Will the New Zoning Code Really Streamline the Development Process?May 2012 – Articles In the Zone
This ongoing article series will explore Philadelphia’s new zoning code.
On August 22, 2012, the new Zoning Code for the City of Philadelphia will go into effect. It has been said that the new Zoning Code is developer friendly in that it streamlines the development process. However, having had an opportunity to review the new procedures set forth in the new Zoning Code, I question whether it will in fact streamline the process. Instead, it appears as though the new Zoning Code will add another layer, or two, of necessary review in obtaining zoning approvals. Such additional review could further delay the approval process.
Currently, a developer can obtain a byright Zoning/Use Registration Permit (Zoning Permit) in as little as five days; whereas, under the new Zoning Code, it could take up to 120 days. Not only will it take longer to obtain a by-right Zoning Permit, but a developer may also be required to receive public comment on a by-right project. The new Zoning Code now requires certain projects to be reviewed by the Civic Design Review Committee (CDRC). If a by-right project is subject to the Civic Design Review, the developer must also review the project with the Registered Community Organization (RCO).
After an applicant submits an Application for Zoning/Use Registration Permit with the Department of Licenses and Inspections (L&I), L&I will complete its review and notify the applicant, within 30 days, whether the project is subject to review by the CDRC (L&I Notice). If it is, the applicant is
required to notify the RCO that the project is subject to review by the CDRC within seven days after it receives the L&I Notice. The applicant is then required to meet with the RCO to review the project and submit documentation to the CDRC, within 45 days after the L&I Notice, documenting the meeting with the RCO. The CDRC is not required to review a project until it receives the meeting documentation from the RCO and applicant, or 45 days after the L&I Notice, whichever is earlier. After the applicant reviews the project with the RCO, it then reviews the project with the CDRC. The CDRC’s meetings are open to the public. Agendas will be published online in advance of each meeting. Within 45 days after its initial meeting (the CDRC can review a project at up to two meetings), the CDRC is required to submit is recommendations for the proposed project to the Planning Commission. The Planning Commission then posts the recommendations of the CDRC on its website. After the CDRC issues its recommendations, the applicant can obtain its Zoning Permit from L&I.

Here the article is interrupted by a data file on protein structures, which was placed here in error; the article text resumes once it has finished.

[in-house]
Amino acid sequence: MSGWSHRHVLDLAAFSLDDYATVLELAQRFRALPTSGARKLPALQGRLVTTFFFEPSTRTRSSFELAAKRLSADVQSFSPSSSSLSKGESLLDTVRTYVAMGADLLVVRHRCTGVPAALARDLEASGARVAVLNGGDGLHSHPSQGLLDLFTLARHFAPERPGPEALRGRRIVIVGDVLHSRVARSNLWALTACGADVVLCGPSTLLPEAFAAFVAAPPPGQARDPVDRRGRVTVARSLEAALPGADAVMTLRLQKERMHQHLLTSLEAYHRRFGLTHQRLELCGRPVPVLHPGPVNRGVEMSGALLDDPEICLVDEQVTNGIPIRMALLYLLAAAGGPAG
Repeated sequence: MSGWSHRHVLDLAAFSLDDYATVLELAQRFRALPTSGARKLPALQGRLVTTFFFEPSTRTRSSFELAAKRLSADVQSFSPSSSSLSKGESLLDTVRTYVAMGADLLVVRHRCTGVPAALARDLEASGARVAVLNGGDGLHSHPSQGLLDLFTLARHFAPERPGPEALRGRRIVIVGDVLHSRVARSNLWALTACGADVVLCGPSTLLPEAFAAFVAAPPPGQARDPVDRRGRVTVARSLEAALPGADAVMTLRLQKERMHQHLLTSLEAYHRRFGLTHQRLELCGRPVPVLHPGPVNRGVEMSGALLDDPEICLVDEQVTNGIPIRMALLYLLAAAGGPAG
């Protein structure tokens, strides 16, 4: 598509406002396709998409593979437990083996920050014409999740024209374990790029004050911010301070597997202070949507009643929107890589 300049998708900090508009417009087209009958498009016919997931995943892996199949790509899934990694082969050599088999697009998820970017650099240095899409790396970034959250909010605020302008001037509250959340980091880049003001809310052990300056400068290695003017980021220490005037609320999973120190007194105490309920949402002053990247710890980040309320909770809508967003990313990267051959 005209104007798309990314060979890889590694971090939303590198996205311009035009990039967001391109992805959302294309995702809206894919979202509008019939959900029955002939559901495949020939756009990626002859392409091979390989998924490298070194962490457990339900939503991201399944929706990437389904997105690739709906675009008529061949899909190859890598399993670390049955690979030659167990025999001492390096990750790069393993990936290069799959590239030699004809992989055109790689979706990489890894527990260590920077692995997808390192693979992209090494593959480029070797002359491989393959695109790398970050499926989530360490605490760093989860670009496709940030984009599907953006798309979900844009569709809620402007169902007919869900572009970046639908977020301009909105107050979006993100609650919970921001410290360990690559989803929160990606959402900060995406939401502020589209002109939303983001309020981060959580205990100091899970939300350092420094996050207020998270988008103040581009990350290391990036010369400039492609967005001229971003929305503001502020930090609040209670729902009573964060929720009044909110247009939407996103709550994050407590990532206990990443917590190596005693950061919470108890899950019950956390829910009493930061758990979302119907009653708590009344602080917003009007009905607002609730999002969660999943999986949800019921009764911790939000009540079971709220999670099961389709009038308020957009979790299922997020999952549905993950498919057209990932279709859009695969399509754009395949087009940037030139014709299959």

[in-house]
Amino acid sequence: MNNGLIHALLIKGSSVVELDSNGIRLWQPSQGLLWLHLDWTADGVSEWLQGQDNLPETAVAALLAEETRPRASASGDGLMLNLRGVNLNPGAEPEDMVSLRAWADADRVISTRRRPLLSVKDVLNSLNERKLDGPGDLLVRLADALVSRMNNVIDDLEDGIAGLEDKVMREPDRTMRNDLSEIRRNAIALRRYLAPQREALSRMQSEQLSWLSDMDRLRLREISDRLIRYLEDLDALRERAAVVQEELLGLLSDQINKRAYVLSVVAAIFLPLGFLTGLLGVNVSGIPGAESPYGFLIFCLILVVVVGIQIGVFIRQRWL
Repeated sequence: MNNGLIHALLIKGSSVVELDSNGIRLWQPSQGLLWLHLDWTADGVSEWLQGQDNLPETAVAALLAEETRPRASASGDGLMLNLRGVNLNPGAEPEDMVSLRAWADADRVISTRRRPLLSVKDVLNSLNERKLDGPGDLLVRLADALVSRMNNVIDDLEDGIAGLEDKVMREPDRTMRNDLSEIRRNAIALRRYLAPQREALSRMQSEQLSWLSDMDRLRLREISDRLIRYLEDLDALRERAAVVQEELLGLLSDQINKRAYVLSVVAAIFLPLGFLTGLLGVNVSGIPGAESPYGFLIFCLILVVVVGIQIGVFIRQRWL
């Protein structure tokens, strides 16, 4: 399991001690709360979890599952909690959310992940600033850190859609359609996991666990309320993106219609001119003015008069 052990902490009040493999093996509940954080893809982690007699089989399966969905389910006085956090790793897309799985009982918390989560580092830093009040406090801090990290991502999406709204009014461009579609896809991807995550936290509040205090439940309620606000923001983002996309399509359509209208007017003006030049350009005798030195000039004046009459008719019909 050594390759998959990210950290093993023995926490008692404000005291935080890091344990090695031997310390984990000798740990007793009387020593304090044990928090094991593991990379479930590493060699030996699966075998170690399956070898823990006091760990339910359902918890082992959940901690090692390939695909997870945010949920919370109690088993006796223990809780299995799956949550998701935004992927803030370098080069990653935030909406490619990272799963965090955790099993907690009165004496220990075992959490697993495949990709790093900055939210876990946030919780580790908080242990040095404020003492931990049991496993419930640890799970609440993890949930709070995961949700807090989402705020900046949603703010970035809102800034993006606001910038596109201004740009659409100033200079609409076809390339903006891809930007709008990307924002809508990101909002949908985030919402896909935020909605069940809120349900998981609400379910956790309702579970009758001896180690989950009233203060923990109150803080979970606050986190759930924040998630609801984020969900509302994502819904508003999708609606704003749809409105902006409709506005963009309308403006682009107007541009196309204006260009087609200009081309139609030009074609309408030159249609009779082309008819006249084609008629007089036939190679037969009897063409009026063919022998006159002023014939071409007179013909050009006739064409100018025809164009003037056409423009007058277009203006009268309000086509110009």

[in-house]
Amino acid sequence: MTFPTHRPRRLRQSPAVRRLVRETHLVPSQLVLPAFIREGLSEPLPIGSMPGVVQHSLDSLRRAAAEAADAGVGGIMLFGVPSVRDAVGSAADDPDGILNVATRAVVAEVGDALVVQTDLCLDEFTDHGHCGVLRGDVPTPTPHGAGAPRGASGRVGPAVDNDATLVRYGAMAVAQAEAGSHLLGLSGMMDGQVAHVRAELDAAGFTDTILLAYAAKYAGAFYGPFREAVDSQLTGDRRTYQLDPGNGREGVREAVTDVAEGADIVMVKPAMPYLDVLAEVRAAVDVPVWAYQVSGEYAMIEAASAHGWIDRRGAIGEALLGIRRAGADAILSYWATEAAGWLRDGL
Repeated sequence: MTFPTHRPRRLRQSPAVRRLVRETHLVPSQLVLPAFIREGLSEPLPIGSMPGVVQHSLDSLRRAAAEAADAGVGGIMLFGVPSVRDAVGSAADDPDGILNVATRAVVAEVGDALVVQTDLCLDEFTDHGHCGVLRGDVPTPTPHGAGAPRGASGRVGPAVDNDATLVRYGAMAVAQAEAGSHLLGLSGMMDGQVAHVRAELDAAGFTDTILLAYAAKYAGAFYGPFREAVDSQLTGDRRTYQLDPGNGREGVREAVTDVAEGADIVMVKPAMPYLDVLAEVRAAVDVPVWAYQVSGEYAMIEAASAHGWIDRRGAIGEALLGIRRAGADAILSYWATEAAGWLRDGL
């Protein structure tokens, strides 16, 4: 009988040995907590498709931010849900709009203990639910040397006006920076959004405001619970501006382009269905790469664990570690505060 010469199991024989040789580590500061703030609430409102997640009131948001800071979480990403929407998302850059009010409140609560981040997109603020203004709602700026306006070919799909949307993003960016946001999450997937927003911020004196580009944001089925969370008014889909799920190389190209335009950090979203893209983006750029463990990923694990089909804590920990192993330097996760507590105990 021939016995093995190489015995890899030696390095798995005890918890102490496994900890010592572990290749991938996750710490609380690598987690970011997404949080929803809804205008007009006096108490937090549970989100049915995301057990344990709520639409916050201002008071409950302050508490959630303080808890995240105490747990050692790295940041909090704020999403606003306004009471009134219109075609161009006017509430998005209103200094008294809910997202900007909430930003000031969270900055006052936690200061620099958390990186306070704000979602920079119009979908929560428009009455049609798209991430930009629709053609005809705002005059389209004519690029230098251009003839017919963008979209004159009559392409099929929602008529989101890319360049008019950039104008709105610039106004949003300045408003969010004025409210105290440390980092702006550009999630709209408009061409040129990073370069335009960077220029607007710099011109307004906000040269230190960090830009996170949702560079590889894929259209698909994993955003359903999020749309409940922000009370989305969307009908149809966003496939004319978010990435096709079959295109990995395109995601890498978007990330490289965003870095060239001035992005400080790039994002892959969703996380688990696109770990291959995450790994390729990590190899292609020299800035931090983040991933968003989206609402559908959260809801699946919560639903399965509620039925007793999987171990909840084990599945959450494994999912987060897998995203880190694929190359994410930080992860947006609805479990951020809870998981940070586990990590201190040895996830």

What an applicant might find most frustrating is that, although the above review procedure with the RCO and CDRC is mandatory, the recommendations of the CDRC are only advisory. Therefore, after meeting with the RCO and CDRC, the applicant could decide to disregard the comments it received from both committees and obtain its Zoning Permit as it initially proposed — but not until after waiting at least 90 days.
Next month, more information will be provided regarding when a project is subject to review by the CDRC and the CDRC review process. Should you have any questions regarding zoning related matters in Philadelphia, please feel free to contact Fox Rothschild.